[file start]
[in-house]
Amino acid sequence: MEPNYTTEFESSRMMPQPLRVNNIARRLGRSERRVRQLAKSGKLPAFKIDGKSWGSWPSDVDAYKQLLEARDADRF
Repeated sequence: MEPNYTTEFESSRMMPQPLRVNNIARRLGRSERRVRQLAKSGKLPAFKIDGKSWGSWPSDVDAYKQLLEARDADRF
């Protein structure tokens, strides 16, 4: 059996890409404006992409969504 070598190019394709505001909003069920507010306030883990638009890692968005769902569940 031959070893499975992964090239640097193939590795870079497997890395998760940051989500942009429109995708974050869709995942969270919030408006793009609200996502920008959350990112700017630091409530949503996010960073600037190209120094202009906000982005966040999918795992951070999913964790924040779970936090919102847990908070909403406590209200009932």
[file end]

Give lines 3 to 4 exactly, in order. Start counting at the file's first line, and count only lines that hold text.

Repeated sequence: MEPNYTTEFESSRMMPQPLRVNNIARRLGRSERRVRQLAKSGKLPAFKIDGKSWGSWPSDVDAYKQLLEARDADRF
């Protein structure tokens, strides 16, 4: 059996890409404006992409969504 070598190019394709505001909003069920507010306030883990638009890692968005769902569940 031959070893499975992964090239640097193939590795870079497997890395998760940051989500942009429109995708974050869709995942969270919030408006793009609200996502920008959350990112700017630091409530949503996010960073600037190209120094202009906000982005966040999918795992951070999913964790924040779970936090919102847990908070909403406590209200009932």